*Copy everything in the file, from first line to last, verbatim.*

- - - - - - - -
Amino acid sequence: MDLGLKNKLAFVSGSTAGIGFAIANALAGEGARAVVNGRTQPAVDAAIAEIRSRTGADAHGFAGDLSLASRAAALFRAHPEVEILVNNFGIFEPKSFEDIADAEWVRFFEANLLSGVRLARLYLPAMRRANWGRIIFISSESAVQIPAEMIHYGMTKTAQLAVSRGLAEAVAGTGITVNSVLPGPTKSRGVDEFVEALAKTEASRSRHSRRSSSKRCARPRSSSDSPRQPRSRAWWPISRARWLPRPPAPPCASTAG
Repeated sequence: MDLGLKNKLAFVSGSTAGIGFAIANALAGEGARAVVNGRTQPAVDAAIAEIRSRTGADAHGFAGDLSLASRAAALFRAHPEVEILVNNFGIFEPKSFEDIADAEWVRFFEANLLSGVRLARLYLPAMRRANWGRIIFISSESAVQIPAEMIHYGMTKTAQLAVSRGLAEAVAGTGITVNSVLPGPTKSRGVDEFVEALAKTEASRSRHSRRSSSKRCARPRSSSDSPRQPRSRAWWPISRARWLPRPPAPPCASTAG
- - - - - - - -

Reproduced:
Amino acid sequence: MDLGLKNKLAFVSGSTAGIGFAIANALAGEGARAVVNGRTQPAVDAAIAEIRSRTGADAHGFAGDLSLASRAAALFRAHPEVEILVNNFGIFEPKSFEDIADAEWVRFFEANLLSGVRLARLYLPAMRRANWGRIIFISSESAVQIPAEMIHYGMTKTAQLAVSRGLAEAVAGTGITVNSVLPGPTKSRGVDEFVEALAKTEASRSRHSRRSSSKRCARPRSSSDSPRQPRSRAWWPISRARWLPRPPAPPCASTAG
Repeated sequence: MDLGLKNKLAFVSGSTAGIGFAIANALAGEGARAVVNGRTQPAVDAAIAEIRSRTGADAHGFAGDLSLASRAAALFRAHPEVEILVNNFGIFEPKSFEDIADAEWVRFFEANLLSGVRLARLYLPAMRRANWGRIIFISSESAVQIPAEMIHYGMTKTAQLAVSRGLAEAVAGTGITVNSVLPGPTKSRGVDEFVEALAKTEASRSRHSRRSSSKRCARPRSSSDSPRQPRSRAWWPISRARWLPRPPAPPCASTAG